Carmo Convent Lisbon: The Most Picturesque Ruins Of Portugal

A wide-angle view of the Carmo Convent ruins in Lisbon, showing the open sky through the missing roof. The Gothic arches are still standing, framing the blue sky with fluffy white clouds. Visitors walk along the open-air museum, observing the historical remnants. The combination of ancient stone walls and arches with the vibrant sky creates a blend of history and natural beauty.

The Carmo Convent Lisbon was a majestic Gothic church in Lisbon until it was destroyed by the earthquake of 1755. Although now just ruins of the church remain, its imperfection makes it a charming place to visit. The lack of a roof is not intentional; it collapsed during the earthquake.  

Carmo Convent Lisbon and its history

The Carmo Convent was founded in 1389 by the Portuguese knight Nuno Álvares Pereira, a loyal knight to King João (King John) who gave up his military career to become a faithful Christian and to fully devote his life to prayer. To build the convent, D. Nuno Álvares Pereira chose a place of significant symbolic and practical significance: the hill chosen was located opposite the Castle, where the Royal Palace and the Sé were built. It recalled Mount Carmel in Palestine, marking the origin of the Carmelite Order. The convent was dedicated to Nossa Senhora do Vencimento do Monte do Carmo. In the late 14th century one of the most beautiful Gothic style churches in the city belonged to the convent of Our Lady of Mount Carmo.

Gothic Arches at Carmo Convent Lisbon

The devastating earthquake

It was Nov 1st, 1755, All Saints’ Day and one of the most tragic days in Lisbon’s history. The Carmo church and all the churches in the city were full of people who had come for the festive service.

Shortly after 9:30 in the morning, a violent earthquake shook Lisbon. It was one of the deadliest earthquakes ever seen. Later it was referred to as the Great Lisbon earthquake. Cracks several meters wide opened up in the ground. Many buildings collapsed. Half an hour later, a tsunami hit the Tagus River. The wave swallowed the port and the center of the city. The candles lit in the homes and the temples ignited fires that burned for hours.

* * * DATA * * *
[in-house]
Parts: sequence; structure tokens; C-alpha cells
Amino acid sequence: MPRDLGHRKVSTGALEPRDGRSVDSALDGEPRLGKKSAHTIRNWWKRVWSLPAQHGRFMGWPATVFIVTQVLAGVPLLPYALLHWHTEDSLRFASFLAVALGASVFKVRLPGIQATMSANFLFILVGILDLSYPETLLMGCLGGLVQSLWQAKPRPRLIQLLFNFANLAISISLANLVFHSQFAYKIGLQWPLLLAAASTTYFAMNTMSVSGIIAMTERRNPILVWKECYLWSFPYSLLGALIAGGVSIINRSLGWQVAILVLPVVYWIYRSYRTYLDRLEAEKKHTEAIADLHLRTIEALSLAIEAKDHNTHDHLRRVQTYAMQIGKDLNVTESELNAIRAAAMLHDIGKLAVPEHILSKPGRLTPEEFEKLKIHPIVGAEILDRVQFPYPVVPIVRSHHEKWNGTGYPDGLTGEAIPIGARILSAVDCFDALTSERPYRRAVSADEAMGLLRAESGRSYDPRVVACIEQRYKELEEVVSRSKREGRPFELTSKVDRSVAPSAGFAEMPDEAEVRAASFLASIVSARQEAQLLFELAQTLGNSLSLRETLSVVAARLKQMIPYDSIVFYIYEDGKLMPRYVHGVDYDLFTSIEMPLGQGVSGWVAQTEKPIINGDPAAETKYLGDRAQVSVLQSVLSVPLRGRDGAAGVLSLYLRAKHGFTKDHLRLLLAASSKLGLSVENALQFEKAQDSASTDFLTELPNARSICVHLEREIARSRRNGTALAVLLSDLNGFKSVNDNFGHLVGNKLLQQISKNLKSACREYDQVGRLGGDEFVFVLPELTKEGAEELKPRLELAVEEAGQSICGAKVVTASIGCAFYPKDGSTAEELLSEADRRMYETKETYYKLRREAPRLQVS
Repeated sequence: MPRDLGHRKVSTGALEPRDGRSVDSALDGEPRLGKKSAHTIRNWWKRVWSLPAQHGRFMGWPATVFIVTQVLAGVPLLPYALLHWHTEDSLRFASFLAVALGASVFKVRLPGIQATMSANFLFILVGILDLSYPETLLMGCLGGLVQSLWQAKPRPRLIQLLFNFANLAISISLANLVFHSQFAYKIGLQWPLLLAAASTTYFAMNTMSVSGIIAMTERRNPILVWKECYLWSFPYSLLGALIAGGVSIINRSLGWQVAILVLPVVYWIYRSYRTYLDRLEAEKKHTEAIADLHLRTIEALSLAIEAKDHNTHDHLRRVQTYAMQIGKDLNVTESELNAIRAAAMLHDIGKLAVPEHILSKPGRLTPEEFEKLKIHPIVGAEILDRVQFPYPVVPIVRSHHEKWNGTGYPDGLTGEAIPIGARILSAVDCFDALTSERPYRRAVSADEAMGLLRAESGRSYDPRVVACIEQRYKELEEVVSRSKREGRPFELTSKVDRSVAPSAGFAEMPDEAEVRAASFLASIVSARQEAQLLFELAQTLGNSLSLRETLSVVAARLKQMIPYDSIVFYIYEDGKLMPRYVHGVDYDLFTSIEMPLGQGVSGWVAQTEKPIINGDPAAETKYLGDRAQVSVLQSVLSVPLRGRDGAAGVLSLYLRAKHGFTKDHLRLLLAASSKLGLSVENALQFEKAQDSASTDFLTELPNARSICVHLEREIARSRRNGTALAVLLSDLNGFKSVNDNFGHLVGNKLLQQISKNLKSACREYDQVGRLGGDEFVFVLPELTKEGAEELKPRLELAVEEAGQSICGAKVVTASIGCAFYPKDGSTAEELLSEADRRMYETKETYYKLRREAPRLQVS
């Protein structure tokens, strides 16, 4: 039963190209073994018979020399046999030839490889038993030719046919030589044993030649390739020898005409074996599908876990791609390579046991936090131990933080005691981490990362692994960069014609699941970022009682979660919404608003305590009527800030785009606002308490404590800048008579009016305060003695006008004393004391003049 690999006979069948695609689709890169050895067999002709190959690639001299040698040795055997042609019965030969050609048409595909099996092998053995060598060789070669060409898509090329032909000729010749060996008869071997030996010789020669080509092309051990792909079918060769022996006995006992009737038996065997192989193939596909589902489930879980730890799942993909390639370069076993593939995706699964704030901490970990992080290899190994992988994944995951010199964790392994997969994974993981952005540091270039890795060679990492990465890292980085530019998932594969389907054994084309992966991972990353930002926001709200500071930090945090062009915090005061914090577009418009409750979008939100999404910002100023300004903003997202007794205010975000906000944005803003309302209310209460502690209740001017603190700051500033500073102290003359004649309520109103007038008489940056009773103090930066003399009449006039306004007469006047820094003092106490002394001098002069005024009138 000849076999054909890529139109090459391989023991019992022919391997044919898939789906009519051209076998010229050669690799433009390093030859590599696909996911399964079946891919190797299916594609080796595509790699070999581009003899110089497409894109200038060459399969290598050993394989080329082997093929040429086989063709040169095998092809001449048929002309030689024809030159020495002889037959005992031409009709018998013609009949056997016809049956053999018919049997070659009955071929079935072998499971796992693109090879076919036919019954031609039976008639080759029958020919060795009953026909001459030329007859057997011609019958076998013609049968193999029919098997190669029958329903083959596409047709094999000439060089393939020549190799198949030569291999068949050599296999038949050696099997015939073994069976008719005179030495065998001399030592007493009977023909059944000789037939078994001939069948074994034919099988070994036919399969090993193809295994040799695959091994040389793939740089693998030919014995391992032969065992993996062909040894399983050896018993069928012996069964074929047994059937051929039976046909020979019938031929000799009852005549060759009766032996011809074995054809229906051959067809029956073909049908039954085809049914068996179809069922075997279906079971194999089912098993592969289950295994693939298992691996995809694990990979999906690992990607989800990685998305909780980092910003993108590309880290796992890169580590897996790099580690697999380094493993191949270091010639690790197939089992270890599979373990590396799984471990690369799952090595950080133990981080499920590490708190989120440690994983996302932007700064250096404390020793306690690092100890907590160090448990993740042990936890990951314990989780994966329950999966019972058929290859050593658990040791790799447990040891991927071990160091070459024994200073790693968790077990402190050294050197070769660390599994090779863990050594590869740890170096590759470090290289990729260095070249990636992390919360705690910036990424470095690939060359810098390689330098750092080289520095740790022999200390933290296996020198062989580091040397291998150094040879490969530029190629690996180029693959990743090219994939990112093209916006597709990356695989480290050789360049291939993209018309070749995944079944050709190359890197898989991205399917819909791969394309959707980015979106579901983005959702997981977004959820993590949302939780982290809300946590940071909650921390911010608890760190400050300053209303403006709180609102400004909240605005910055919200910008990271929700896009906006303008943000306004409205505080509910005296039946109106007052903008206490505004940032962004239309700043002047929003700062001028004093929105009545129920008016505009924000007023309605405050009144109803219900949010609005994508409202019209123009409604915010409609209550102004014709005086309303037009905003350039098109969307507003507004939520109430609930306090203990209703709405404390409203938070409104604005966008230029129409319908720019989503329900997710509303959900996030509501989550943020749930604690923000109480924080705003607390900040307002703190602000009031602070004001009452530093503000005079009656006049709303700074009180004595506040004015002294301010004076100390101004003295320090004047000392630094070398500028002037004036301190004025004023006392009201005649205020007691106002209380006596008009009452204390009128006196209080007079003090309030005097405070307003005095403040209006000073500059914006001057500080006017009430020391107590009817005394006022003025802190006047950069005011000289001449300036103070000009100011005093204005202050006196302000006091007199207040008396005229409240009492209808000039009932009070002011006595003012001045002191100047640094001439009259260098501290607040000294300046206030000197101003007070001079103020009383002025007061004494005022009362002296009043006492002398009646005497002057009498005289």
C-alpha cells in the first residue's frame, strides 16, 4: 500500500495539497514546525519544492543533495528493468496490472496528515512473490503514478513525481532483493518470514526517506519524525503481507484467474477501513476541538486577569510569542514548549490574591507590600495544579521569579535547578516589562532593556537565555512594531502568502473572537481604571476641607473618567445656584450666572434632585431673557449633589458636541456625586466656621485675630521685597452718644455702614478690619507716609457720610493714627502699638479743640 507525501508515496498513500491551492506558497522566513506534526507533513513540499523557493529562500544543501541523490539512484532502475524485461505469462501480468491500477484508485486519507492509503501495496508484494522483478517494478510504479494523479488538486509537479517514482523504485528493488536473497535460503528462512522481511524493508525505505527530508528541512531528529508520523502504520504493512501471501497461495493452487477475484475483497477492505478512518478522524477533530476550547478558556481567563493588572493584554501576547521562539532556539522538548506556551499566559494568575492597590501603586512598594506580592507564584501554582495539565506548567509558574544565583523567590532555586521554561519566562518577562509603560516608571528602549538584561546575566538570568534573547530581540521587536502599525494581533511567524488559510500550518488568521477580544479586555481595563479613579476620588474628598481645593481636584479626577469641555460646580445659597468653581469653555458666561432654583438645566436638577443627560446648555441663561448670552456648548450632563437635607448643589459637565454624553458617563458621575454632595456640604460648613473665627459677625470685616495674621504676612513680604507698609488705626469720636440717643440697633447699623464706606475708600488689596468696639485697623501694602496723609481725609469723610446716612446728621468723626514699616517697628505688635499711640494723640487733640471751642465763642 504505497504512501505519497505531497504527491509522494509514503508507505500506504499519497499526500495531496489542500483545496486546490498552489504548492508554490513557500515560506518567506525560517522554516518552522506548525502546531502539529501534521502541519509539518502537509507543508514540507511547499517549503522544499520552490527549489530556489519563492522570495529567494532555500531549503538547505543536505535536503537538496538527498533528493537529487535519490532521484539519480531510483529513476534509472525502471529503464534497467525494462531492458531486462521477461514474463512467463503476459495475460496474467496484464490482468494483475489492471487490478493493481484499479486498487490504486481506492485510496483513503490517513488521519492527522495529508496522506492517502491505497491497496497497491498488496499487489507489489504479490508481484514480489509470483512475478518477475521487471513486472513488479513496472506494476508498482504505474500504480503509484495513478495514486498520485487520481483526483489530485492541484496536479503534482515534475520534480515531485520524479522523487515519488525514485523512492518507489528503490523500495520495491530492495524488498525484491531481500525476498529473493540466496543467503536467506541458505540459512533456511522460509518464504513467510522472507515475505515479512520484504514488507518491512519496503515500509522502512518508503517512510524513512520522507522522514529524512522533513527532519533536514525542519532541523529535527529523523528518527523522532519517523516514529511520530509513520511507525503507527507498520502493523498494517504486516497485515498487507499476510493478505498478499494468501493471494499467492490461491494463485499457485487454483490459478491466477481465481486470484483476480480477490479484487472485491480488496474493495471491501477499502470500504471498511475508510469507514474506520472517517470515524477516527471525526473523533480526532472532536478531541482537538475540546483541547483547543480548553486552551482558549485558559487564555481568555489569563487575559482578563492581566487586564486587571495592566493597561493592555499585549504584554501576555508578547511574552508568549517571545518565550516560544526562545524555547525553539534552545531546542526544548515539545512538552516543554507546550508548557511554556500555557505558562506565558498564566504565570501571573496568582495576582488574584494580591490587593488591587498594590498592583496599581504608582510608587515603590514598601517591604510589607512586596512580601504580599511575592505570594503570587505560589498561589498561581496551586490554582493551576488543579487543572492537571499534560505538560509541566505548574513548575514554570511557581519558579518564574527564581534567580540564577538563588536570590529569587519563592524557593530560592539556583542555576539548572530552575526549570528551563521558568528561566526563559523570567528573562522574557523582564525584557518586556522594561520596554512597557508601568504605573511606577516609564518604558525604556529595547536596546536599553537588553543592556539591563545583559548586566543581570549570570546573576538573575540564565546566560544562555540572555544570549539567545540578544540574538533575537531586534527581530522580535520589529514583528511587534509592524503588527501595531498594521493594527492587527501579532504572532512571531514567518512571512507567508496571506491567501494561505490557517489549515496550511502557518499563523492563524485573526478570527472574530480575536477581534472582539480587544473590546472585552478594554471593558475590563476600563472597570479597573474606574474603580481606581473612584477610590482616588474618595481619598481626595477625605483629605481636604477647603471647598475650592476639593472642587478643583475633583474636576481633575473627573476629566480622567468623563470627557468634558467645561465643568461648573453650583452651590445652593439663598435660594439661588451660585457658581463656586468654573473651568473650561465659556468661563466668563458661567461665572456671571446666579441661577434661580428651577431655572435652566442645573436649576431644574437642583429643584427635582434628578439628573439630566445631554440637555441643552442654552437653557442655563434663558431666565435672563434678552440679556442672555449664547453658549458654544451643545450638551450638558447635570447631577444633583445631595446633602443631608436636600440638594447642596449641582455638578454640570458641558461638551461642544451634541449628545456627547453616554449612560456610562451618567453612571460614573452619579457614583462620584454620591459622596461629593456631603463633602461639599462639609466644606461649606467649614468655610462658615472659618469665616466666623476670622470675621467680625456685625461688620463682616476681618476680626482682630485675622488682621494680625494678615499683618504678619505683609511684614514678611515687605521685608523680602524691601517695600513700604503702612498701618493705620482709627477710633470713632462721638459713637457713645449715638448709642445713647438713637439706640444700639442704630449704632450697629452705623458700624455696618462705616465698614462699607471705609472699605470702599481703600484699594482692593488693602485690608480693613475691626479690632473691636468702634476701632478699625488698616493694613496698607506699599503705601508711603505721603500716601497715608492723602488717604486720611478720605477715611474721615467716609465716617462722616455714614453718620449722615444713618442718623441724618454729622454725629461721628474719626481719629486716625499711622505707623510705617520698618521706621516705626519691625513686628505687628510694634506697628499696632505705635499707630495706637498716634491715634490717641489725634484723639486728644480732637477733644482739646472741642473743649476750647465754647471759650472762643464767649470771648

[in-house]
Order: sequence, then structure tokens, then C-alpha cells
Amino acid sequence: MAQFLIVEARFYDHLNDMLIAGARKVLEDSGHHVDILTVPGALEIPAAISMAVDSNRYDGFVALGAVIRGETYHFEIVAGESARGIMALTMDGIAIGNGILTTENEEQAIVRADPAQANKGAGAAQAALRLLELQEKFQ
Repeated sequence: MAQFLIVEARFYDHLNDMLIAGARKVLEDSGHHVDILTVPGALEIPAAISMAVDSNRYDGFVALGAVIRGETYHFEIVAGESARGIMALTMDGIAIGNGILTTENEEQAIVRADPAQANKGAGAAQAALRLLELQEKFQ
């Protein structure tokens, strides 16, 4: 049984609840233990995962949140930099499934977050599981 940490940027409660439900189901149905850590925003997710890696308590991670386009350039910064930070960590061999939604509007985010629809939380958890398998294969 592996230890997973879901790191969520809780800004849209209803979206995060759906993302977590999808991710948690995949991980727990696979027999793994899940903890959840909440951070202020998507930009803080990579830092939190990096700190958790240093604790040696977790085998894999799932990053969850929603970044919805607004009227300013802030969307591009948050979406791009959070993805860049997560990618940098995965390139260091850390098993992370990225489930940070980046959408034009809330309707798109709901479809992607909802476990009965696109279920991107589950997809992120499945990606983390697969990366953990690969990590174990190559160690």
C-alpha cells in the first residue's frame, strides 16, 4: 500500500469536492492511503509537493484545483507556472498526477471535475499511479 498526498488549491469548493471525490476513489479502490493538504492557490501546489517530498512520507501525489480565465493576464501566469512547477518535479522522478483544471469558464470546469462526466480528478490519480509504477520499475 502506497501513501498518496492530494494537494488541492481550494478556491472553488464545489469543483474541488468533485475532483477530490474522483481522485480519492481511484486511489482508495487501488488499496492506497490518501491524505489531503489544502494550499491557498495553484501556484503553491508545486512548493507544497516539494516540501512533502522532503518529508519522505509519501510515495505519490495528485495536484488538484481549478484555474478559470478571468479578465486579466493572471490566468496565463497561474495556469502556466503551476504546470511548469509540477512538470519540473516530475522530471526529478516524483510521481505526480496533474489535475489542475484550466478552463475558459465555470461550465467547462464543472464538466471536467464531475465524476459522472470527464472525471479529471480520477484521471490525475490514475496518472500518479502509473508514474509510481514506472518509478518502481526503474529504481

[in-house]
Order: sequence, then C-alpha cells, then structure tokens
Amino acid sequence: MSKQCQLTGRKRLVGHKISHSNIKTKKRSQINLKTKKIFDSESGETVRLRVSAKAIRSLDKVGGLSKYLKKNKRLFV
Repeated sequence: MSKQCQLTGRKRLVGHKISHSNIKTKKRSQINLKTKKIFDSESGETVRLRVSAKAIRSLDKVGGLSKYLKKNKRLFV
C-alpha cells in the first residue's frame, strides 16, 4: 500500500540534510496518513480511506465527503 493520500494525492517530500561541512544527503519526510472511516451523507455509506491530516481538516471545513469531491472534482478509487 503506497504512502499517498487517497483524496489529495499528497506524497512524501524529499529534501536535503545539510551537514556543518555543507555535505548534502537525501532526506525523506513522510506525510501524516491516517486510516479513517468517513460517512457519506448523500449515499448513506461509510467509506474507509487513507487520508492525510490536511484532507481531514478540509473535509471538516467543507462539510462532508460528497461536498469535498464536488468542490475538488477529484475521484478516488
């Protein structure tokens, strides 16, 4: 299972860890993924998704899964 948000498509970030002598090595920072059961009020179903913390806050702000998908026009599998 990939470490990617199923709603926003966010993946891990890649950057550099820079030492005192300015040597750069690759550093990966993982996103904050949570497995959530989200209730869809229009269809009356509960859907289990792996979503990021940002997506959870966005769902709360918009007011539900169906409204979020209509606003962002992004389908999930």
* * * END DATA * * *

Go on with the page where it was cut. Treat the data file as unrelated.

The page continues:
The earthquake, the tsunami, and the fire destroyed about 80 percent of Lisbon’s buildings: the new opera house built a few months earlier, various churches, and many palaces and private homes. The Royal Palace was also destroyed by the earthquake and tsunami. Its library of more than 70,000 volumes, priceless Renaissance paintings, and the royal archives with documents on Vasco da Gama’s discoveries were lost forever. Between 30 and 40 thousand people out of a population of 200 thousand lost their lives.

The photo showcases an ornate, intricately carved stone archway within the Carmo Convent in Lisbon. The weathered texture of the stone and the elaborate gothic tracery stand out against the faded wall. The cobblestone ground adds to the historical ambiance of the setting.
Side nave at Carmo church Lisbon

The reconstruction of the city began immediately. Just one month later, the chief engineer of the royal court presented his plans for the reconstruction of Lisbon. The construction of large squares and wider streets was planned. The destroyed buildings were rebuilt. Except for one. In the city center, on Chiado Hill, at the top of the Santa Justa lift, the skeleton of the Carmo Monastery with its roofless nave reminds Lisbon of the tragedy.

Carmo Archaeological Museum

Inside the Carmo Archaeological Museum in Lisbon, the photo displays a collection of ornate sarcophagi set against the rugged stone walls of the Carmo Church, with a visitor in contemplation.
Sarcophagi at Carmo Archaeological museum Lisbon